Ensuring Life, Health and Prosperity for Future Generations

> DDT or other solutions to Malaria Control

January 22, 2008

Pius Sawa Murefu, Kampala, Uganda

18th. Jan. 2008 – Malaria is still the number one killer disease in Sub-Saharan Africa despite tireless efforts to develop a vaccine that will stay the test of time. Uganda is one of the worst affected countries.

The use of chemicals like DDT to control mosquitoes is still a big battle between environmentalists and governments. In Uganda government says DDT is cheap and safe when applied in minimal amounts, but critics say the dangers of DDT are longtime and cannot be ruled out in whichever amount applied.

The Stockholm convention to which Uganda is a member was founded for the sole purpose of eliminating the use of DDT and related persistent organic pollutants.

In accordance with the convention, DDT can only be used at controllable levels when locally safe effective and affordable alternatives cannot be accessed. But it seems government of Uganda is determined to go ahead with the use of DDT in malaria control.

On January 14th 2008, Dr. Mayers Lugemwa from Malaria control program in the ministry of health announced that residual DDT spray in people’s houses would begin in February in Apac district in Northern Uganda.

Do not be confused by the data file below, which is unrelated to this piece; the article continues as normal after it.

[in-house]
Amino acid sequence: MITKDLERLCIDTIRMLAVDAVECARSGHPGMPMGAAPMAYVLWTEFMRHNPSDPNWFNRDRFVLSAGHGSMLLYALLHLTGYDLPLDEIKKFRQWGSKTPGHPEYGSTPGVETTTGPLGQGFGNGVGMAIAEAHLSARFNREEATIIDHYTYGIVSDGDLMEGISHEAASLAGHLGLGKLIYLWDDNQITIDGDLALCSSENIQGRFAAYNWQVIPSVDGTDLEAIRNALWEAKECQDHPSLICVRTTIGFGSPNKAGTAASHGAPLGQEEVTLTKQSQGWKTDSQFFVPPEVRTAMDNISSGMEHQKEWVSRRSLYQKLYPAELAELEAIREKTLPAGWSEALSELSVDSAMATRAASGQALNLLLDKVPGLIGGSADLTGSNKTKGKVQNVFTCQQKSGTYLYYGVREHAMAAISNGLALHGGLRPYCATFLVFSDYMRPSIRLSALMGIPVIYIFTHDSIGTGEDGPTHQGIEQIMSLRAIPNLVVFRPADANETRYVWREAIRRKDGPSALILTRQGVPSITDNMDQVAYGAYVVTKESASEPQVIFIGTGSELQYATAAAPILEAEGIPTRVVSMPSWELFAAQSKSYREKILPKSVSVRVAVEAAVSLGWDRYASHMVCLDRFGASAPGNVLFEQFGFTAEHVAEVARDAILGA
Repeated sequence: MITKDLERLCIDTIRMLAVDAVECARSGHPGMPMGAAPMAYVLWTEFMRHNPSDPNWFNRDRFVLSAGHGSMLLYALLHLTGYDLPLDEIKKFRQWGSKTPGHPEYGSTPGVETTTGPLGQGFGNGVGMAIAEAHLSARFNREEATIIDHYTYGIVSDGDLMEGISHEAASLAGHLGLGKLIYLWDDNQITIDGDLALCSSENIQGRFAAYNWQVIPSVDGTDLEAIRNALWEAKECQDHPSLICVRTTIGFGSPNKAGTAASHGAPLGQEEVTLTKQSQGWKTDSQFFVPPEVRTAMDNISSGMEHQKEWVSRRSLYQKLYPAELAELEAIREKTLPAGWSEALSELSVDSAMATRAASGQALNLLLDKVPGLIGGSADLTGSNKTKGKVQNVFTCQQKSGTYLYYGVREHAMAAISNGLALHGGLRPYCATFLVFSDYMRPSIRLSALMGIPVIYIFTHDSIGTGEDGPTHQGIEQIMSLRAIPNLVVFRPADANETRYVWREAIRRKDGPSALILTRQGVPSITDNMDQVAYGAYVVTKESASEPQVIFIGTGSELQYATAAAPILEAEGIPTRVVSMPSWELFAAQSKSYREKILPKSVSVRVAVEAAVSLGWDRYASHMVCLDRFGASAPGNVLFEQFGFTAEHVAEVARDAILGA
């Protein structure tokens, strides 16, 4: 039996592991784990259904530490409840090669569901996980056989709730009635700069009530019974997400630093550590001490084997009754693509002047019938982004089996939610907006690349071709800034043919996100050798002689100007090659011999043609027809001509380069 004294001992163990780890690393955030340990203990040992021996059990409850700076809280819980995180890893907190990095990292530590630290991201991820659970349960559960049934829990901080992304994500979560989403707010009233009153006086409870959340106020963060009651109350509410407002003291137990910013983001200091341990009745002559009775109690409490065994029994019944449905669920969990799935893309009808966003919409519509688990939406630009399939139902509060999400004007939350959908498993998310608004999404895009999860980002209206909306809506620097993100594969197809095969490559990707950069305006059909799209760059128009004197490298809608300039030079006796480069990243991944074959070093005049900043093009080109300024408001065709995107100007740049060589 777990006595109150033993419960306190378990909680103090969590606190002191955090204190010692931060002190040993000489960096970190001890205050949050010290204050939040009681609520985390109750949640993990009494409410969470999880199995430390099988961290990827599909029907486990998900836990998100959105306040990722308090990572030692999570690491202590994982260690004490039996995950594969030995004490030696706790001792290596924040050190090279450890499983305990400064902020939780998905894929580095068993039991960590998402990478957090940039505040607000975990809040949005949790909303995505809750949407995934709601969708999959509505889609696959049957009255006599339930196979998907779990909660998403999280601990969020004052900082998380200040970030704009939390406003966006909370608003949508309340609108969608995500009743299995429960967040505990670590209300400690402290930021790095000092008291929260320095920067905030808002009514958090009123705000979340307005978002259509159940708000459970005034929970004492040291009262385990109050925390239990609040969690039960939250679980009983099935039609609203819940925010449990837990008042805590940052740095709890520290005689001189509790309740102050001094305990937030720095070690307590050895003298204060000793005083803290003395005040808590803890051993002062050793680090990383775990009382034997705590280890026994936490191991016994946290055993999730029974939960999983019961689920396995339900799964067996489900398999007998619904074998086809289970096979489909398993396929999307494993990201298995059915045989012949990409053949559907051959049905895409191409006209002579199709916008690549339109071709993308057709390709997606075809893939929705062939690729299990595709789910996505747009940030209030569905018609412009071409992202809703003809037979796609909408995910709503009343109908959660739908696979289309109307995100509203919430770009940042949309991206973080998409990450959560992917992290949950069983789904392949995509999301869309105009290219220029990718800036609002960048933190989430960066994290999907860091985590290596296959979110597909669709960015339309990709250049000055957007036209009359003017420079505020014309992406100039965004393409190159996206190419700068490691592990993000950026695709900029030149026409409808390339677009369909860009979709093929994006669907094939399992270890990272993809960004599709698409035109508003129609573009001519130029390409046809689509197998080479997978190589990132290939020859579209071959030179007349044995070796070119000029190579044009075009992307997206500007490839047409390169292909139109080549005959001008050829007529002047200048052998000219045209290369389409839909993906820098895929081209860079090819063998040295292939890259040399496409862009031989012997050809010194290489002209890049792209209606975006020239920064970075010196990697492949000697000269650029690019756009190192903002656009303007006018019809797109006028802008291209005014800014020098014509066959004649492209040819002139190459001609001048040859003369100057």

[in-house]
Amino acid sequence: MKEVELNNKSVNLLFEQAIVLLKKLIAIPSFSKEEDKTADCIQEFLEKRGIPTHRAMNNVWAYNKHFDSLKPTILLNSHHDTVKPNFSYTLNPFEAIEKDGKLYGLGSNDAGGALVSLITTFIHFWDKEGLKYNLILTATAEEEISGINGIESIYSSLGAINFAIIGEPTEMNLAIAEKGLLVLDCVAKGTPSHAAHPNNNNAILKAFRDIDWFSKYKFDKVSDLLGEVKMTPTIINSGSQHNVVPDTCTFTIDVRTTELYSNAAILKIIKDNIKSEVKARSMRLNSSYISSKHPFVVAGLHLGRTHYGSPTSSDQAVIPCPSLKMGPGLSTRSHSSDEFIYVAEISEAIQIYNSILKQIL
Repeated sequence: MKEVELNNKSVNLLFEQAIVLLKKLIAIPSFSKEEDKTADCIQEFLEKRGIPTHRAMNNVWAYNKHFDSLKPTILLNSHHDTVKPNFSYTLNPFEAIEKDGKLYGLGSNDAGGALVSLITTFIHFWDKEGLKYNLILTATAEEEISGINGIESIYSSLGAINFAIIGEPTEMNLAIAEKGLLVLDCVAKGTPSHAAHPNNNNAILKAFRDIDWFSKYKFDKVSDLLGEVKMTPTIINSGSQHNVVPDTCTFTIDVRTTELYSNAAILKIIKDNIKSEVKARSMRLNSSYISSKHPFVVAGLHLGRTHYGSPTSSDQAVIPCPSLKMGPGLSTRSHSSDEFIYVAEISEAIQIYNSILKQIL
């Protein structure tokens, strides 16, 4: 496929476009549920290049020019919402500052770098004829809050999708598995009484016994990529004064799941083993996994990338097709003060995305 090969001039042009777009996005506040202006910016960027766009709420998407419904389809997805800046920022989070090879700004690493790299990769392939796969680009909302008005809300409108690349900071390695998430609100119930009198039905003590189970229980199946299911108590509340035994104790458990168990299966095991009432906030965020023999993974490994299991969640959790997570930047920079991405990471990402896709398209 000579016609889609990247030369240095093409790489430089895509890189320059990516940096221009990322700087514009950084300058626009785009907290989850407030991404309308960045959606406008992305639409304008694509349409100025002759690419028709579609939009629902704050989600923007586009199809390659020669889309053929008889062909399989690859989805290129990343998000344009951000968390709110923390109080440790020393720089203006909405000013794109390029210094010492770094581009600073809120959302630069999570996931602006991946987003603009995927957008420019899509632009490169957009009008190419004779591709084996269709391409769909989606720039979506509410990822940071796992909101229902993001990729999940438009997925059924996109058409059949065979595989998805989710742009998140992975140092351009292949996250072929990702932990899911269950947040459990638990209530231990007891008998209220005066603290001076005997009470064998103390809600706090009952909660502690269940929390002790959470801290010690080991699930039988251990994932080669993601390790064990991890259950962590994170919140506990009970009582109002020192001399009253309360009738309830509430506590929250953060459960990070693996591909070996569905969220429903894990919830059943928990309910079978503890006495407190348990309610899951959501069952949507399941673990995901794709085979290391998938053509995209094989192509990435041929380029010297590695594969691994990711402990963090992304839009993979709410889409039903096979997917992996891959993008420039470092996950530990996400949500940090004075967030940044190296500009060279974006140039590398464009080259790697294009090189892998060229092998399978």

But a group of environmental activists under their umbrella, Crusade For Environmental Awareness is up in arms and has filed a suit through two law firms, Birungi and co. Advocates and Kakuru and Co. Advocates to oppose this move. The leader of the crusade John Ken Lukyamuzi, a Wangari Maathai of Uganda, says the spray of DDT in people’s houses cannot commence till Uganda national implementation plans have met the standards of the Stockholm convention, which Uganda has ratified.

“Uganda is one of the countries richly endowed with environmentally friendly solutions to the scourge of malaria, and Uganda’s economy is environment based.” Says Lukyamuzi.

The Crusade is warning of the effect of DDT on the agricultural produce, the horticultural industry, the flower industry and the animal husbandry. Uganda’s fish industry, one of the main sources of foreign earnings, suffered a blow a few months ago when major importers rejected fish from Uganda after reported cases of deaths around Kampala due to fish poison.

The use of treated bed-nets has not yet been utilised fully in Uganda despite their affordability. The challenge remains as to whether government will achieve its goal of kicking malaria out through use of DDT.

Source: Commonwealth Health and Media


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